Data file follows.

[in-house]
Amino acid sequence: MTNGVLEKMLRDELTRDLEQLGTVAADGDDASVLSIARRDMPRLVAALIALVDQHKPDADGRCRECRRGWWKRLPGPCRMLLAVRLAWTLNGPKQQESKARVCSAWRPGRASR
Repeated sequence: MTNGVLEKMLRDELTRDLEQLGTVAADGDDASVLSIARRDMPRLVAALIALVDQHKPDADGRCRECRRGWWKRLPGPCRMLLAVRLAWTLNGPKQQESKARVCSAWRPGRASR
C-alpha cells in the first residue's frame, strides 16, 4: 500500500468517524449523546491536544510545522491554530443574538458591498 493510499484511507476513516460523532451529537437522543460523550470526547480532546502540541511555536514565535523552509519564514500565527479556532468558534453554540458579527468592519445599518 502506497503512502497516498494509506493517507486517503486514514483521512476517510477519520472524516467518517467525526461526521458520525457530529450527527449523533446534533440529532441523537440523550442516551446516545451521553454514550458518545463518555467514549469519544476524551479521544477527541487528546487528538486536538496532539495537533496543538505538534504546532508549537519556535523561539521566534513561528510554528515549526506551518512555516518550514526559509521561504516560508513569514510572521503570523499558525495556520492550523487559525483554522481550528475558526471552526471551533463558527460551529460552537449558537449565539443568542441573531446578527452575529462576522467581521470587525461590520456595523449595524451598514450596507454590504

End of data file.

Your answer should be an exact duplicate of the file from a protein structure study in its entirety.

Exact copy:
[in-house]
Amino acid sequence: MTNGVLEKMLRDELTRDLEQLGTVAADGDDASVLSIARRDMPRLVAALIALVDQHKPDADGRCRECRRGWWKRLPGPCRMLLAVRLAWTLNGPKQQESKARVCSAWRPGRASR
Repeated sequence: MTNGVLEKMLRDELTRDLEQLGTVAADGDDASVLSIARRDMPRLVAALIALVDQHKPDADGRCRECRRGWWKRLPGPCRMLLAVRLAWTLNGPKQQESKARVCSAWRPGRASR
C-alpha cells in the first residue's frame, strides 16, 4: 500500500468517524449523546491536544510545522491554530443574538458591498 493510499484511507476513516460523532451529537437522543460523550470526547480532546502540541511555536514565535523552509519564514500565527479556532468558534453554540458579527468592519445599518 502506497503512502497516498494509506493517507486517503486514514483521512476517510477519520472524516467518517467525526461526521458520525457530529450527527449523533446534533440529532441523537440523550442516551446516545451521553454514550458518545463518555467514549469519544476524551479521544477527541487528546487528538486536538496532539495537533496543538505538534504546532508549537519556535523561539521566534513561528510554528515549526506551518512555516518550514526559509521561504516560508513569514510572521503570523499558525495556520492550523487559525483554522481550528475558526471552526471551533463558527460551529460552537449558537449565539443568542441573531446578527452575529462576522467581521470587525461590520456595523449595524451598514450596507454590504